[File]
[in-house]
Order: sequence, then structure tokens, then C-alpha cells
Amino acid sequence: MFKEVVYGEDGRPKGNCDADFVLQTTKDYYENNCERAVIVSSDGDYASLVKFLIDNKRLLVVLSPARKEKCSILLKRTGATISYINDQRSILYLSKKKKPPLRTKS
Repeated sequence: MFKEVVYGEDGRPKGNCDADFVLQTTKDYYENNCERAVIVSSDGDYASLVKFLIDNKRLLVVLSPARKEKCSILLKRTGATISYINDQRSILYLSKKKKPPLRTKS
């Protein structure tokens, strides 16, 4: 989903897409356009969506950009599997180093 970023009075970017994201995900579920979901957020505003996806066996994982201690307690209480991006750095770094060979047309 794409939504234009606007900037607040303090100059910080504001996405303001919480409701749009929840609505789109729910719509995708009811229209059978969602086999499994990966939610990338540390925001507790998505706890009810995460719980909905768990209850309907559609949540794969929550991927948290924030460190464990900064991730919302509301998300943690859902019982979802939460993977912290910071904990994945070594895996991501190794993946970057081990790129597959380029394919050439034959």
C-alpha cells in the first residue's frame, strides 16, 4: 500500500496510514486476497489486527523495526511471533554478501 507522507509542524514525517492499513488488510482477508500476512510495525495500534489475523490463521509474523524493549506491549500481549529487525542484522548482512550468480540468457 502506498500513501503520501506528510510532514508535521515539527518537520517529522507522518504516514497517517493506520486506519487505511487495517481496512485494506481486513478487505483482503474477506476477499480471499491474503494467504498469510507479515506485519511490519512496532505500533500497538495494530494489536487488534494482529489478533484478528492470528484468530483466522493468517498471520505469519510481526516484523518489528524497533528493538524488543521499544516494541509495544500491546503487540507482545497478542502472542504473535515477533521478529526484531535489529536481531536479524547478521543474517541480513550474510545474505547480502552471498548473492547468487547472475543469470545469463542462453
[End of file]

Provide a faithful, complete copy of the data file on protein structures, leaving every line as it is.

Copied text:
[in-house]
Order: sequence, then structure tokens, then C-alpha cells
Amino acid sequence: MFKEVVYGEDGRPKGNCDADFVLQTTKDYYENNCERAVIVSSDGDYASLVKFLIDNKRLLVVLSPARKEKCSILLKRTGATISYINDQRSILYLSKKKKPPLRTKS
Repeated sequence: MFKEVVYGEDGRPKGNCDADFVLQTTKDYYENNCERAVIVSSDGDYASLVKFLIDNKRLLVVLSPARKEKCSILLKRTGATISYINDQRSILYLSKKKKPPLRTKS
């Protein structure tokens, strides 16, 4: 989903897409356009969506950009599997180093 970023009075970017994201995900579920979901957020505003996806066996994982201690307690209480991006750095770094060979047309 794409939504234009606007900037607040303090100059910080504001996405303001919480409701749009929840609505789109729910719509995708009811229209059978969602086999499994990966939610990338540390925001507790998505706890009810995460719980909905768990209850309907559609949540794969929550991927948290924030460190464990900064991730919302509301998300943690859902019982979802939460993977912290910071904990994945070594895996991501190794993946970057081990790129597959380029394919050439034959």
C-alpha cells in the first residue's frame, strides 16, 4: 500500500496510514486476497489486527523495526511471533554478501 507522507509542524514525517492499513488488510482477508500476512510495525495500534489475523490463521509474523524493549506491549500481549529487525542484522548482512550468480540468457 502506498500513501503520501506528510510532514508535521515539527518537520517529522507522518504516514497517517493506520486506519487505511487495517481496512485494506481486513478487505483482503474477506476477499480471499491474503494467504498469510507479515506485519511490519512496532505500533500497538495494530494489536487488534494482529489478533484478528492470528484468530483466522493468517498471520505469519510481526516484523518489528524497533528493538524488543521499544516494541509495544500491546503487540507482545497478542502472542504473535515477533521478529526484531535489529536481531536479524547478521543474517541480513550474510545474505547480502552471498548473492547468487547472475543469470545469463542462453